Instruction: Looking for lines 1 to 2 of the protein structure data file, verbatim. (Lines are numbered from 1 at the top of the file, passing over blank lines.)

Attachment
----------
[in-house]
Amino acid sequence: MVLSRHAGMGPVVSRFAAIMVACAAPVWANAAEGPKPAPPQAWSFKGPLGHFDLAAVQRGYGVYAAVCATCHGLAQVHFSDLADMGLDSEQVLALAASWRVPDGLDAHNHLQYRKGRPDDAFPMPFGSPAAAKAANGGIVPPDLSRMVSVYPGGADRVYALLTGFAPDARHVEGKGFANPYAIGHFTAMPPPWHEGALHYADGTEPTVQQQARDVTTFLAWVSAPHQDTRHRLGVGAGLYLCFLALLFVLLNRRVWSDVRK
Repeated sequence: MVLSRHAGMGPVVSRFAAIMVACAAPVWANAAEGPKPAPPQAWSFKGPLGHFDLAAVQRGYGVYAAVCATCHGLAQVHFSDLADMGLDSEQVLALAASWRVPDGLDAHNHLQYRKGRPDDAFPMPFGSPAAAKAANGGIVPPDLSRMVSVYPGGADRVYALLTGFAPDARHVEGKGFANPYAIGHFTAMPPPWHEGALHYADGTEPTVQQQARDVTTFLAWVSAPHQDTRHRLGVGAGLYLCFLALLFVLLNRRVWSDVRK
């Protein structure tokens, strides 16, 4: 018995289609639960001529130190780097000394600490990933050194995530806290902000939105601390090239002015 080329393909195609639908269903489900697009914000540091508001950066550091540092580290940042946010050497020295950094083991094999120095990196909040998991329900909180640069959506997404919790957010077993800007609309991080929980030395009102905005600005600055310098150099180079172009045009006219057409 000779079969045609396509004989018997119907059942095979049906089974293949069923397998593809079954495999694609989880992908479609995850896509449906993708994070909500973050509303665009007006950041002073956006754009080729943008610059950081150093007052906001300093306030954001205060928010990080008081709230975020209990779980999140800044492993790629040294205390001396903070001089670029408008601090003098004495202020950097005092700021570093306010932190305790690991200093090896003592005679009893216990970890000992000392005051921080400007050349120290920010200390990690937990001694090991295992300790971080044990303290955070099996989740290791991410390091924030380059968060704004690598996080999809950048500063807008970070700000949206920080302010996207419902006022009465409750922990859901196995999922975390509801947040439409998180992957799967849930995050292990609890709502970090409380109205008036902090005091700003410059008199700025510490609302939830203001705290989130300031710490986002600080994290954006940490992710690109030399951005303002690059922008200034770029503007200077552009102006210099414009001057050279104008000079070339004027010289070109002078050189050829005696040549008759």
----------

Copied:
[in-house]
Amino acid sequence: MVLSRHAGMGPVVSRFAAIMVACAAPVWANAAEGPKPAPPQAWSFKGPLGHFDLAAVQRGYGVYAAVCATCHGLAQVHFSDLADMGLDSEQVLALAASWRVPDGLDAHNHLQYRKGRPDDAFPMPFGSPAAAKAANGGIVPPDLSRMVSVYPGGADRVYALLTGFAPDARHVEGKGFANPYAIGHFTAMPPPWHEGALHYADGTEPTVQQQARDVTTFLAWVSAPHQDTRHRLGVGAGLYLCFLALLFVLLNRRVWSDVRK